Call to treat inactivity as seriously as smoking
Fifteen medical organisations in Scotland have called for radical action to improve levels of physical activity.
Physicians, surgeons, psychiatrists, dentists, anaesthetists and GPs joined together as the Scottish Academy of Medical Royal Colleges and Faculties.
They said as much effort should be made to increase activity as was already put into encouraging people to stop smoking or drinking.
A sedentary lifestyle is now recognised as one of the world's biggest killers.
It plays a role in more than 40 major diseases.
"Conservative estimates state that more than 2,500 Scots per year die due to inactivity," said Ian Ritchie, chair of the Scottish Academy.
Mr Ritchie, who is also president of the Royal College of Surgeons of Edinburgh, said: "Scotland's life expectancy is the lowest in Western Europe.
"Physical inactivity, obesity, smoking and alcohol excess cause quarter of all deaths and the evidence about the scale of the problem of physical inactivity cannot be ignored.
"Even this month a major European study concluded that twice as many people die each year due to inactivity than from obesity."
Successive Scottish governments have tried to improve activity levels and Scotland is one of the few nations where surveys have suggested people are taking slightly more exercise.
However, a third of adults still do not exercise for the recommended 150 minutes a week and one quarter of children do not get the recommended one hour a day.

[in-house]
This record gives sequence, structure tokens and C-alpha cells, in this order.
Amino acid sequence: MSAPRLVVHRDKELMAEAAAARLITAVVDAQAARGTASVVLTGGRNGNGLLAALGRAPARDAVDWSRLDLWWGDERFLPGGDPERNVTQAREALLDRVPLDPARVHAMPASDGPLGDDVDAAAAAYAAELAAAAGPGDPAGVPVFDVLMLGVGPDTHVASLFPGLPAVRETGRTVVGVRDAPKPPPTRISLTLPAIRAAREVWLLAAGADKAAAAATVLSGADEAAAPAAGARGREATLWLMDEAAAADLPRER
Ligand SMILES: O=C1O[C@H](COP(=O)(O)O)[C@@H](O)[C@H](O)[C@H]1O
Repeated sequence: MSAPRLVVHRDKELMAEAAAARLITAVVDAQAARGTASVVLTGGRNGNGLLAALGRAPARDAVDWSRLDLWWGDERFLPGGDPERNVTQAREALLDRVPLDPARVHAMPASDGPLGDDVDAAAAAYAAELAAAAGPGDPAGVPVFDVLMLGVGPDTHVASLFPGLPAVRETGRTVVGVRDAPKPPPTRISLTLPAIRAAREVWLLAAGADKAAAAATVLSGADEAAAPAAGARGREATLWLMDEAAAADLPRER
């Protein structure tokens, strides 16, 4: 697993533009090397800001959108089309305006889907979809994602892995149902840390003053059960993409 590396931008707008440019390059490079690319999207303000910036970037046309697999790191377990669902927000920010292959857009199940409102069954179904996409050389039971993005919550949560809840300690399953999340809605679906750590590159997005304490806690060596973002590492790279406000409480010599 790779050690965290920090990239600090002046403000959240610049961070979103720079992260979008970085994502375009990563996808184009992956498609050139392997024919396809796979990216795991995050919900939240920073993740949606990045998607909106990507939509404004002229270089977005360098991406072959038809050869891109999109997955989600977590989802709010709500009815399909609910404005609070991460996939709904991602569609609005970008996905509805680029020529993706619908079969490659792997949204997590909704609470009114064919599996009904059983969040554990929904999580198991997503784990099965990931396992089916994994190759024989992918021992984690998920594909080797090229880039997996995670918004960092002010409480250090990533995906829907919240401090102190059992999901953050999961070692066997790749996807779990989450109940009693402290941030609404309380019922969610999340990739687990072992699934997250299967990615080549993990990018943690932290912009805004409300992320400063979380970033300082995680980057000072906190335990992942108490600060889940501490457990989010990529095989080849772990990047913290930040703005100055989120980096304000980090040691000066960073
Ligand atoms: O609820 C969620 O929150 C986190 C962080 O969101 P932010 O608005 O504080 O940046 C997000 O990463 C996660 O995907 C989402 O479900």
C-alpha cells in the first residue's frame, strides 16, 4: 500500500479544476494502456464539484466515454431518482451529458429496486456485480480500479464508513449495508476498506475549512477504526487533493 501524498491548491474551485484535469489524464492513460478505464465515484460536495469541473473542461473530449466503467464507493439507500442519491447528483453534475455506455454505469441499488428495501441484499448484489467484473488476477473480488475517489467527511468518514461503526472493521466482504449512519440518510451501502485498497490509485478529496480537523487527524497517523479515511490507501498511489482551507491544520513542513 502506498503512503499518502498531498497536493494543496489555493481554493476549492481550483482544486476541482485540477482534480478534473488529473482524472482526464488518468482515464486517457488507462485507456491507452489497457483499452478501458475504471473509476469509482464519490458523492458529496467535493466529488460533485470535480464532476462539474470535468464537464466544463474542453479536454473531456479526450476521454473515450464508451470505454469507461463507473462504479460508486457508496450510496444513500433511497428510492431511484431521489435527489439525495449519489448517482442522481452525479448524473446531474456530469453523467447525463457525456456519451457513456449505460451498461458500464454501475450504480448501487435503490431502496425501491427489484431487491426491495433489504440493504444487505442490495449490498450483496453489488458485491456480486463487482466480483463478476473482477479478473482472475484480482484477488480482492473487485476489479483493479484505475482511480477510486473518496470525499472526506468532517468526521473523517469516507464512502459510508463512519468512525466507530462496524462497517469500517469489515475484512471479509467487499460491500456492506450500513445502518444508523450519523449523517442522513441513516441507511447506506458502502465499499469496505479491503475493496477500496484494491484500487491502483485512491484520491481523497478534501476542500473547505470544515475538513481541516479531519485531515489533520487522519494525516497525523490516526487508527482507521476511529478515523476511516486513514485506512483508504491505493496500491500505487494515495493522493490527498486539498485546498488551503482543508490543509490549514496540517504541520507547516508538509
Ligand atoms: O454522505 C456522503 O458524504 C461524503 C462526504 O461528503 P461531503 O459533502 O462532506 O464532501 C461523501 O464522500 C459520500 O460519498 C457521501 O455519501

The academy has called for initiatives to tackle inactivity to become part of the core business of the NHS.
It has recommended:
- questions about physical activity levels be included alongside those about smoking and alcohol in all medical admission to hospital forms.
- hospitals have clear walking routes and find ways to encourage staff and patients to get fit.
- GPs give patients as much advice about activity as they currently do about smoking or alcohol.
- all medical students should be taught about physical activity.
"Imagine what an outcry there would be if medical students were not taught about high blood pressure, yet in some medical schools they're not being taught about inactivity," said Dr Andrew Murray, from the Royal College of Physicians and Surgeons of Glasgow.
"This report contains common sense, cost effective, concrete recommendations.
"Many of our patients are surprised given the health benefits that these actions are not already happening routinely."
In an unusual move, the academy has also suggested that a video about inactivity, which has already had almost five million hits on YouTube, be played in waiting rooms.
The Scottish Academy of Medical Royal Colleges and Faculties brings together specialists in emergency medicine, dentistry, anaesthetics, obstetrics, psychiatry, radiology, paediatrics as well as public health and surgery.
The Scottish government welcomed the report.
"All clinicians have the knowledge and skills to promote health as well as to treat illness, and they should be raising lifestyle risk factors, such as physical inactivity, with patients," said Scotland's acting Chief Medical Officer, Aileen Keel.
"It is a myth to say that it takes more than a couple of minutes to do this in a consultation, and the impact of a doctor raising these issues, as the evidence shows, can be very powerful.
"The Scottish government recognises that increasing physical activity levels in Scotland is a top health priority. We need the help of doctors and other health care professionals to get this on the public's agenda."